There is something pitiable about those persons who feel they must be forever advertising their own sexiness – for fear, one presumes, that if they didn’t tell us we would never have noticed. Fiona Pitt-Kethley has made a career out of setting her sexual exploits to verse. And while the contemplation of her own conquests might make Pitt-Kethley’s juices flow, the reader, required to consider the poet’s flailing limbs in amorous contortion, is offered no such erotic reward. I imagine she has her following. Perhaps Christopher Sinclair-Stevenson, who commissioned the collection of dirty bits under review, is to be numbered among them. Others will find it deeply boring.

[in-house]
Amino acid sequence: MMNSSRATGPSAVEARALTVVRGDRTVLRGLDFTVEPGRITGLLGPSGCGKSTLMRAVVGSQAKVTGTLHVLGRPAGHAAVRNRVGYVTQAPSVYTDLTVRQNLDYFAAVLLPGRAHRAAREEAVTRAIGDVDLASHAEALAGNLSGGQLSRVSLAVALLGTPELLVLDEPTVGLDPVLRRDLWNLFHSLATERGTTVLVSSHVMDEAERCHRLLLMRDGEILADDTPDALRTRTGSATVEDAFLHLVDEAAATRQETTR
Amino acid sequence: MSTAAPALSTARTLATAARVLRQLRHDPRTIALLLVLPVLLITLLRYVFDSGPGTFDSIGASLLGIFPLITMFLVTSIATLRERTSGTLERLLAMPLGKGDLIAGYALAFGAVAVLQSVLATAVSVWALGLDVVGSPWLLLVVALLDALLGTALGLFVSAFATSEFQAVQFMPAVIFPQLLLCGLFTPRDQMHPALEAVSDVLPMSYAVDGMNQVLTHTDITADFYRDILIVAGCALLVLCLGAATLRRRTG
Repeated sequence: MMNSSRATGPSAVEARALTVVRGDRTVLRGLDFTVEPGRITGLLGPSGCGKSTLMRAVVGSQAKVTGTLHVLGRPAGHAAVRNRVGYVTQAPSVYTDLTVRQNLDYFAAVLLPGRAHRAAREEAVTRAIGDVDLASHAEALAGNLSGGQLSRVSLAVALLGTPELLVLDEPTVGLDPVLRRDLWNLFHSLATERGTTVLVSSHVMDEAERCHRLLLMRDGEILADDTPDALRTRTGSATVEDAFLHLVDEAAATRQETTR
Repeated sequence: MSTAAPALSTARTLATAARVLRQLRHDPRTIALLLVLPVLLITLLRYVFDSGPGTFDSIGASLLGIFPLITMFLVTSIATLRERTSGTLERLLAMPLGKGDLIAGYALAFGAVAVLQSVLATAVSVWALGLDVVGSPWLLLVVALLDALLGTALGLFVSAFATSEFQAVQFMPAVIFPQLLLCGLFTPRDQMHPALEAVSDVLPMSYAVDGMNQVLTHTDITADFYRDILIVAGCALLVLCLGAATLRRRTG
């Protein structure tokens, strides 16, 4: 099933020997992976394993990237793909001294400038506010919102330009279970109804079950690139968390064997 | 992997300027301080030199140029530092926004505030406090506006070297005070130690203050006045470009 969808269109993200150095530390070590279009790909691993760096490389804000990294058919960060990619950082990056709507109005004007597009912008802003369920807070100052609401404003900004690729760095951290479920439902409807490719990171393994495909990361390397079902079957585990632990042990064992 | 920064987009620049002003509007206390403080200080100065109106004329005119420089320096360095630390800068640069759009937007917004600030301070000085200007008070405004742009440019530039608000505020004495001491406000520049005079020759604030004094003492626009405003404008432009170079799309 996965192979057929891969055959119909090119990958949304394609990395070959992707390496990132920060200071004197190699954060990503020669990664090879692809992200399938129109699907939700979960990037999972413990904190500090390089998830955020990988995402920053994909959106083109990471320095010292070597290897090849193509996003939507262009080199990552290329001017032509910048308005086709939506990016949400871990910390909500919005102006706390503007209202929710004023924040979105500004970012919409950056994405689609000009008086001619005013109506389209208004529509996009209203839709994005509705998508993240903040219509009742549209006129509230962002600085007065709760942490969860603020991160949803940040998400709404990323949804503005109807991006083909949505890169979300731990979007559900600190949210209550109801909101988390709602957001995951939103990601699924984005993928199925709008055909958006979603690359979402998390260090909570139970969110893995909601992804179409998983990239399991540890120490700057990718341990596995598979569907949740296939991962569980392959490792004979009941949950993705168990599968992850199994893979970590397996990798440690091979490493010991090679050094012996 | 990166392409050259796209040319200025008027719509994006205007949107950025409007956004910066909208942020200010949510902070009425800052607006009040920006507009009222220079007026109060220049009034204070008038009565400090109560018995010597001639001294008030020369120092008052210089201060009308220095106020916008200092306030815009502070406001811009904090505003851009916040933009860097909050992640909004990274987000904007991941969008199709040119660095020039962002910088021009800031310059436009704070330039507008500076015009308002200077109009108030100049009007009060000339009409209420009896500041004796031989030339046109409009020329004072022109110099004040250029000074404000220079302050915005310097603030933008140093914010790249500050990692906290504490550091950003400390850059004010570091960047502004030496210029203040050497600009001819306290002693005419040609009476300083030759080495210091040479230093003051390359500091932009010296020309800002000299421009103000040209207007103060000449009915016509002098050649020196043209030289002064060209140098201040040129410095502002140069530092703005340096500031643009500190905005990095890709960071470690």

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Great pub day present: review of CRUCIBLE OF HELL in the @Lit_Review by Prof Malcom Murfett of KCL. 'Graphic and compelling.. Written with style and verve... David brings the ghastly mayhem of war to life in a vivid way.'
I had a couple of reservations about A Thousand Moons, but it's a captivating novel in many ways, and a worthy successor to Days Without End. Here's my review in this month's @Lit_Review https://literaryreview.co.uk/winona-rides-out
'I’m quite sure that Carroll is the only writer who has ever come near to retrieving a child’s vision of the world and that Alice is the expression of it.'
For #InternationalChildrensBookDay, Penelope Lively on the golden age of children's books.